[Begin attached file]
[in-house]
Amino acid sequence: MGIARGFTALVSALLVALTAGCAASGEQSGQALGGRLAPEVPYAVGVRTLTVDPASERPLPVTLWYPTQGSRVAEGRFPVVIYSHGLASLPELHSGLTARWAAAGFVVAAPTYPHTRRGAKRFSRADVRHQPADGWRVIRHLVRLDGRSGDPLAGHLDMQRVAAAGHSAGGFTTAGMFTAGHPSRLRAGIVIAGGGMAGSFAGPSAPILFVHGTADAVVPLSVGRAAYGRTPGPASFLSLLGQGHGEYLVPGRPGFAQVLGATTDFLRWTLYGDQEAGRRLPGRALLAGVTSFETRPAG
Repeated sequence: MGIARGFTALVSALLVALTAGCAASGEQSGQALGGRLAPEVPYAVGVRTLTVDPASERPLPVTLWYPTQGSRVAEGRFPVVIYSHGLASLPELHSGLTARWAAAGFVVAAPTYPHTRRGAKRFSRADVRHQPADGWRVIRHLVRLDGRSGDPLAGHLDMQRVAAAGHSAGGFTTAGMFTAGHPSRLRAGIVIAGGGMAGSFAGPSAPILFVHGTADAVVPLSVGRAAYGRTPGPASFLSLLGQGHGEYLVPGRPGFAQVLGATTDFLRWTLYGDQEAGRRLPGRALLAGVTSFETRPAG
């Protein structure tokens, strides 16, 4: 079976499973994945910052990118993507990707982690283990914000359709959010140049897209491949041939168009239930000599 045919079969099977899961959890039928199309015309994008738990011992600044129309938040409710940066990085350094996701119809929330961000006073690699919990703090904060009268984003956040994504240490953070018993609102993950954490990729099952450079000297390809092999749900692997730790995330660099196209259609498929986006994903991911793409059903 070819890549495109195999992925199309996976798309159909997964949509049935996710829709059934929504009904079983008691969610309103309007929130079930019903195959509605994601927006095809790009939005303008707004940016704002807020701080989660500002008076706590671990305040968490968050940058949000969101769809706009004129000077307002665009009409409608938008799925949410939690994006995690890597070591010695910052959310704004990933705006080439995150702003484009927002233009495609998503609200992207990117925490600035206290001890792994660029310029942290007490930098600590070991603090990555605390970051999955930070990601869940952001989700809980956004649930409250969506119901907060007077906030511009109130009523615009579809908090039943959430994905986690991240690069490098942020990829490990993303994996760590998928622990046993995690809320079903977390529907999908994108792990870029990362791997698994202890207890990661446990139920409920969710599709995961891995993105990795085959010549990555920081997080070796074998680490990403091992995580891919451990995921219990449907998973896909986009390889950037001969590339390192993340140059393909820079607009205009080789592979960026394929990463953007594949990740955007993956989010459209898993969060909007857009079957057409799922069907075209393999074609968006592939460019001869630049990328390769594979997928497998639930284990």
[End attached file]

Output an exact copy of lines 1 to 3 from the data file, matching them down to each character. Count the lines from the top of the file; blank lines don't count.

[in-house]
Amino acid sequence: MGIARGFTALVSALLVALTAGCAASGEQSGQALGGRLAPEVPYAVGVRTLTVDPASERPLPVTLWYPTQGSRVAEGRFPVVIYSHGLASLPELHSGLTARWAAAGFVVAAPTYPHTRRGAKRFSRADVRHQPADGWRVIRHLVRLDGRSGDPLAGHLDMQRVAAAGHSAGGFTTAGMFTAGHPSRLRAGIVIAGGGMAGSFAGPSAPILFVHGTADAVVPLSVGRAAYGRTPGPASFLSLLGQGHGEYLVPGRPGFAQVLGATTDFLRWTLYGDQEAGRRLPGRALLAGVTSFETRPAG
Repeated sequence: MGIARGFTALVSALLVALTAGCAASGEQSGQALGGRLAPEVPYAVGVRTLTVDPASERPLPVTLWYPTQGSRVAEGRFPVVIYSHGLASLPELHSGLTARWAAAGFVVAAPTYPHTRRGAKRFSRADVRHQPADGWRVIRHLVRLDGRSGDPLAGHLDMQRVAAAGHSAGGFTTAGMFTAGHPSRLRAGIVIAGGGMAGSFAGPSAPILFVHGTADAVVPLSVGRAAYGRTPGPASFLSLLGQGHGEYLVPGRPGFAQVLGATTDFLRWTLYGDQEAGRRLPGRALLAGVTSFETRPAG